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District Judge Sarah Weaver disqualified from June primary election
Forms submitted did not include division number
FARMINGTON — Eleventh Judicial District Judge Sarah Weaver plans to run as a write-in candidate for her judicial position in November's general election after being removed from the ballot in June's primary election because her nominating petition forms were disqualified.
The New Mexico Supreme Court on April 17 affirmed Weaver's removal from the June 8 primary election and disqualified her from the ballot for the Division 3 district judge seat for the 11th Judicial District, according to Weaver.
Weaver told The Daily Times she was disappointed she made the error and understands the rationale behind the decisions of the judges. But she said she didn't agree with the decisions.
"That's why I explored all the legal proceedings," Weaver said. "I will accept all the results."
Gov. Susana Martinez appointed Weaver to the bench on Feb. 2. Weaver was recommended for the appointment by members of the 11th Judicial District Judicial Nominating Commission on Jan. 25. The vacancy occurred when Sandra Price retired from the bench at the end of last year.
Weaver was the only candidate to file for the 11th Judicial District Division 3 district judge seat and the seat was the only 11th Judicial District judge position on the June primary election ballot.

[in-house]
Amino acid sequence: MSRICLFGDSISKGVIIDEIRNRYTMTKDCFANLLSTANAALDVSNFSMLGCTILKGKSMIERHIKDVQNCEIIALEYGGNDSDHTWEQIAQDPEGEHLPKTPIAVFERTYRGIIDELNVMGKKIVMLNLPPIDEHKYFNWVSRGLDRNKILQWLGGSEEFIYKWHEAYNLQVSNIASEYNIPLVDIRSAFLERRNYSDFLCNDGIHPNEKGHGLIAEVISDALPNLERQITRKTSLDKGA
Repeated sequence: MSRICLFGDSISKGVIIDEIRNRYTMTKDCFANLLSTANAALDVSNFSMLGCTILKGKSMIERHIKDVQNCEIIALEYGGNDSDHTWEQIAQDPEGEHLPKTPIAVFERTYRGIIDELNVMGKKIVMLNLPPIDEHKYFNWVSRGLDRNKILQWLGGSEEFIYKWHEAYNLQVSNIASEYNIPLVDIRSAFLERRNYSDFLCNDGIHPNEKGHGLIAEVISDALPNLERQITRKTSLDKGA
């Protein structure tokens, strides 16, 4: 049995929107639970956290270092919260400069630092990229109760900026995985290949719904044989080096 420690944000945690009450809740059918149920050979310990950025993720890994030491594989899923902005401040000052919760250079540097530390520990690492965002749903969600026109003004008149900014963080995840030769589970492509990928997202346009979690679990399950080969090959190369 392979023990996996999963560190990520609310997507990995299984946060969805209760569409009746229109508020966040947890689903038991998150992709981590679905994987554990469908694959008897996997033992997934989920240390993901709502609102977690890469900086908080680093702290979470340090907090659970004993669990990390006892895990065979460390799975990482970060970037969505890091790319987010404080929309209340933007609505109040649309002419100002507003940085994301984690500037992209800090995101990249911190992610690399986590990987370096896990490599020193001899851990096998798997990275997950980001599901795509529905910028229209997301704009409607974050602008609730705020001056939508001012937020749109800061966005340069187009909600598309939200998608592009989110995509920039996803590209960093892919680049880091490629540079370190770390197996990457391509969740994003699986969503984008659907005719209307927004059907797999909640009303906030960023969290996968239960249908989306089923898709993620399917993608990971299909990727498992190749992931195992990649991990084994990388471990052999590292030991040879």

The appointment by the governor runs through the end of the year, and Weaver had to run for election to complete Price's term, which is set to end on Dec. 31, 2019.
Weaver was notified in a letter from New Mexico Secretary of State Maggie Toulouse Oliver's office on March 20 that her nominating petitions with more than 500 valid signatures were disqualified because the forms she submitted did not list her division number.
She received the letter on the same day of the write-in candidate filing day for the June primary election.
An expedited petition to approve Weaver's nominating petition forms was filed by Weaver's attorney Jack Fortner on March 30 in the First Judicial District Court.
The petition states the Secretary of State's Office erroneously disqualified the forms for failure to list Weaver's division number because there is only one division at issue.
The petition claims the state Supreme Court faced the same issue in another case in 2012 and ruled in favor of the petitioner. It also claims the form mandated by the Secretary of State's Office lacks space to include a division or district number, according to court documents.
Attorneys for the New Mexico Attorney General's Office representing Oliver on April 5 filed a motion to dismiss Weaver's petition and affirm the disqualification of Weaver as a judicial candidate.
The response states the candidates must include the judicial division number of the office sought at the toe of their nominating petition forms in accordance with 2017 election code, according to court documents.
First Judicial District Judge David Thomson granted Oliver's motion to dismiss and disqualify Weaver from the June primary during an April 6 hearing in Santa Fe.
Weaver filed an appeal on April 12 to the New Mexico Supreme Court regarding Thomson's decision.
Oliver's attorneys filed a response to Weaver's appeal on April 16, a day before the state Supreme Court issued an order to reaffirm the disqualification of the nominating petition forms and Weaver from the June primary.
"I have to take a different route to get the same destination," Weaver said.
She plans on filing as a general election write-in candidate for the seat on June 28 and will continue to campaign for the Nov. 6 general election
Weaver added she wants to be the best judge for the community and has learned a lot from her time on the bench.
Joshua Kellogg covers crime, courts and social issues for The Daily Times. He can be reached at 505-564-4627 or via email at email@example.com.